16 September 2020

Work cited:

Ghirardo, Diane. “Politics of a Masterpiece: The Vicenda of the Decoration of the Façade of the Casa Del Fascio, Como, 1936-39.” The Art Bulletin, vol. 62, no. 3, 1980, pp. 466–478. 


This article is a history of a series of failed attempts to decorate the facade of Como’s Ex Casa del Fascio, an Italian Rationalist building intended to be the local headquarters of the National Fascist Party in the 1930s. The building, designed by architect Giuseppe Terragni, is famous for its unornamented geometric white marble facade. This article walks the reader through the various competitions, designs, discussions, personality clashes and bureaucratic stalemates surrounding the Fascist Party’s desire to add ornamentation - either through sculpture or photomontage - in order to convey more specifically the party’s political messages and communicate more directly with its people. In the end, no ornamentation was added. We learn that this had more to do with delay caused by paper pushing coinciding with the end of World War II than it had to do with any overall aesthetic judgement. Today, the building is widely appreciated for its restraint and minimalism. This article hints at the fact that its reputation may have taken a different path with a different facade.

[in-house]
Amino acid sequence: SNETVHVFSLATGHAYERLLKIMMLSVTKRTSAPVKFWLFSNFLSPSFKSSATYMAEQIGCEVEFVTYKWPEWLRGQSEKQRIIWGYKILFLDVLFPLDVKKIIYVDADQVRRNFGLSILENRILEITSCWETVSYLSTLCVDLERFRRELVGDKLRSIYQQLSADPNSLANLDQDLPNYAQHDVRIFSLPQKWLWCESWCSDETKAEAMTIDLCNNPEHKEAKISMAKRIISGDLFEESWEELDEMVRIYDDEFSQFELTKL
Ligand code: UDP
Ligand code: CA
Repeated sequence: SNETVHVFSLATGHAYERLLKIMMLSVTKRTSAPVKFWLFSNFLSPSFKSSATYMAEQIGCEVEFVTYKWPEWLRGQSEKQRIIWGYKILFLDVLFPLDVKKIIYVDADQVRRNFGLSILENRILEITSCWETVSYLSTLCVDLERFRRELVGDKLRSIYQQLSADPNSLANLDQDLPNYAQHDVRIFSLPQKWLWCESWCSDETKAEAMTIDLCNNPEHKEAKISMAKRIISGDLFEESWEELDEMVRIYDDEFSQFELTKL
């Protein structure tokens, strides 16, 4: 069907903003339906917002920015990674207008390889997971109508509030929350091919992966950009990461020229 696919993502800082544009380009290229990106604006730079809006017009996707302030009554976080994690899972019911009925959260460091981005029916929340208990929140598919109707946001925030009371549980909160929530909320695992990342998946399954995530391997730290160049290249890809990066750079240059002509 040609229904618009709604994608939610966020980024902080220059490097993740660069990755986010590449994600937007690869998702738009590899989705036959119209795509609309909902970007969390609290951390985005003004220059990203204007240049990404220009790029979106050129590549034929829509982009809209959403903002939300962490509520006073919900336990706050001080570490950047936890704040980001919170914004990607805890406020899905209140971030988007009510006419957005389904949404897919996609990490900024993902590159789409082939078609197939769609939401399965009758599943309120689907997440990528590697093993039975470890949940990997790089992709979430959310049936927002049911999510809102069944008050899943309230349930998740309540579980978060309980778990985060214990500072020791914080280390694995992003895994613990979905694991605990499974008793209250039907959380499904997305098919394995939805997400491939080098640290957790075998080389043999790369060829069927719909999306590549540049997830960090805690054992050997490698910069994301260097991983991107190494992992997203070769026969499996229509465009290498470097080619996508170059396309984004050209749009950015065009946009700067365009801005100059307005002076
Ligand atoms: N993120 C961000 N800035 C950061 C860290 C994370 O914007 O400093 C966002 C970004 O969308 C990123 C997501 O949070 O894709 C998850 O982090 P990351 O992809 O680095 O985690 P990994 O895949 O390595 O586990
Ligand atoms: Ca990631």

How does this article relate to scenography?

This article does not relate directly to theater or stage design. However, the Ex Casa del Fascio is a well-known site of political theater and is important in terms of statecraft and public performance. Additionally, this article raises interesting questions about ornamentation and political expression through design. Lastly, this article chronicles the nuts and bolts of a failed attempt by a group of collaborators to realize a design “improvement” and would be interesting to designers of all stripes.

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